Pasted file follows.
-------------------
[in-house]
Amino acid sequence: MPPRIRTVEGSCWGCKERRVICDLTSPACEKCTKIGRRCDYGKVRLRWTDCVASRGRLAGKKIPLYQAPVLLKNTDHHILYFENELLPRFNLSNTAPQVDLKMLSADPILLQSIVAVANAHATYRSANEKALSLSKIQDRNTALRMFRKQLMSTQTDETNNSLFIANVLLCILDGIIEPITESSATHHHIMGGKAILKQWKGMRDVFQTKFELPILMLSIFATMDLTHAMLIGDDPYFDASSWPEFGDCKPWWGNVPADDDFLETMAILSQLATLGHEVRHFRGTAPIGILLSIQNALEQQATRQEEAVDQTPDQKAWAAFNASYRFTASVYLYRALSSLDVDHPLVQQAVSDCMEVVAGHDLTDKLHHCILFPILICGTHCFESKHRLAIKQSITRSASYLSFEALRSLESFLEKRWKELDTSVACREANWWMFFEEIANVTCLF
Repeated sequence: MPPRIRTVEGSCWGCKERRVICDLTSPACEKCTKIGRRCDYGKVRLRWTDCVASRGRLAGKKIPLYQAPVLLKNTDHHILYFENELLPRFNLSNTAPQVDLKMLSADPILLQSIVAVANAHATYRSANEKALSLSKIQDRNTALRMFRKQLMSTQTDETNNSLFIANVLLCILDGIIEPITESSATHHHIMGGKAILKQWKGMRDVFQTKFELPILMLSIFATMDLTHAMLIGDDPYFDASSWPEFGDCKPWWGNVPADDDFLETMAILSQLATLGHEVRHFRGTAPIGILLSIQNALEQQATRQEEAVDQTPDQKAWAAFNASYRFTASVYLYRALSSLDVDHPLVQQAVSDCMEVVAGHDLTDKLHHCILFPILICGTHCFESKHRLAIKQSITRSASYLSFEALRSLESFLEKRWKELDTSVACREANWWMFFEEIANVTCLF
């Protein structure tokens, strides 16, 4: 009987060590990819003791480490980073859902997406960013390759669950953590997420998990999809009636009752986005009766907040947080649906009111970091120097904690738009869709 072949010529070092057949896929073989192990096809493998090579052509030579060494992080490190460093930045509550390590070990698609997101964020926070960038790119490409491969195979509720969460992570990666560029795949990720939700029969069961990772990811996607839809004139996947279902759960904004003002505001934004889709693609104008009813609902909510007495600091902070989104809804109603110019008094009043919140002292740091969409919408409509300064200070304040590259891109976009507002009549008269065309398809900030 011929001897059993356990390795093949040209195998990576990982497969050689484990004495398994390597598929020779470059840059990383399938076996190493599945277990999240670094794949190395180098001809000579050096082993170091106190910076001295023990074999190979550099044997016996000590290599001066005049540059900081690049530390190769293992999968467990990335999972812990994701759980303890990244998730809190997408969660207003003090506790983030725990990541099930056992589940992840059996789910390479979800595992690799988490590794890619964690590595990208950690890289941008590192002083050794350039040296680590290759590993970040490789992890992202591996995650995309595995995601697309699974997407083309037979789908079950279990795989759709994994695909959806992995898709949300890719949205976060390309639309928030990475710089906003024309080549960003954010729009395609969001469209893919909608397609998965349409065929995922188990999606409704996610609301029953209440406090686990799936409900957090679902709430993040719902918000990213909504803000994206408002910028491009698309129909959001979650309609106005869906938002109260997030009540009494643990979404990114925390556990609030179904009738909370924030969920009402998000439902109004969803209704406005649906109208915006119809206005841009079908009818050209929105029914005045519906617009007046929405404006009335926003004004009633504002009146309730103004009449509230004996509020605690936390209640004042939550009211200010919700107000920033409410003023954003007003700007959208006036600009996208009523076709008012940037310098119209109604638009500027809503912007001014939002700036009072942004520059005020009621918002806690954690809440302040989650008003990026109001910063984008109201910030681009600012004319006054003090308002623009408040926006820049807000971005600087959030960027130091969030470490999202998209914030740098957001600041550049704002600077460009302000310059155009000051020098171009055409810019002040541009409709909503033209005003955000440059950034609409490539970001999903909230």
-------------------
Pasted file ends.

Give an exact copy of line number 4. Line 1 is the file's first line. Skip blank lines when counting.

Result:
């Protein structure tokens, strides 16, 4: 009987060590990819003791480490980073859902997406960013390759669950953590997420998990999809009636009752986005009766907040947080649906009111970091120097904690738009869709 072949010529070092057949896929073989192990096809493998090579052509030579060494992080490190460093930045509550390590070990698609997101964020926070960038790119490409491969195979509720969460992570990666560029795949990720939700029969069961990772990811996607839809004139996947279902759960904004003002505001934004889709693609104008009813609902909510007495600091902070989104809804109603110019008094009043919140002292740091969409919408409509300064200070304040590259891109976009507002009549008269065309398809900030 011929001897059993356990390795093949040209195998990576990982497969050689484990004495398994390597598929020779470059840059990383399938076996190493599945277990999240670094794949190395180098001809000579050096082993170091106190910076001295023990074999190979550099044997016996000590290599001066005049540059900081690049530390190769293992999968467990990335999972812990994701759980303890990244998730809190997408969660207003003090506790983030725990990541099930056992589940992840059996789910390479979800595992690799988490590794890619964690590595990208950690890289941008590192002083050794350039040296680590290759590993970040490789992890992202591996995650995309595995995601697309699974997407083309037979789908079950279990795989759709994994695909959806992995898709949300890719949205976060390309639309928030990475710089906003024309080549960003954010729009395609969001469209893919909608397609998965349409065929995922188990999606409704996610609301029953209440406090686990799936409900957090679902709430993040719902918000990213909504803000994206408002910028491009698309129909959001979650309609106005869906938002109260997030009540009494643990979404990114925390556990609030179904009738909370924030969920009402998000439902109004969803209704406005649906109208915006119809206005841009079908009818050209929105029914005045519906617009007046929405404006009335926003004004009633504002009146309730103004009449509230004996509020605690936390209640004042939550009211200010919700107000920033409410003023954003007003700007959208006036600009996208009523076709008012940037310098119209109604638009500027809503912007001014939002700036009072942004520059005020009621918002806690954690809440302040989650008003990026109001910063984008109201910030681009600012004319006054003090308002623009408040926006820049807000971005600087959030960027130091969030470490999202998209914030740098957001600041550049704002600077460009302000310059155009000051020098171009055409810019002040541009409709909503033209005003955000440059950034609409490539970001999903909230």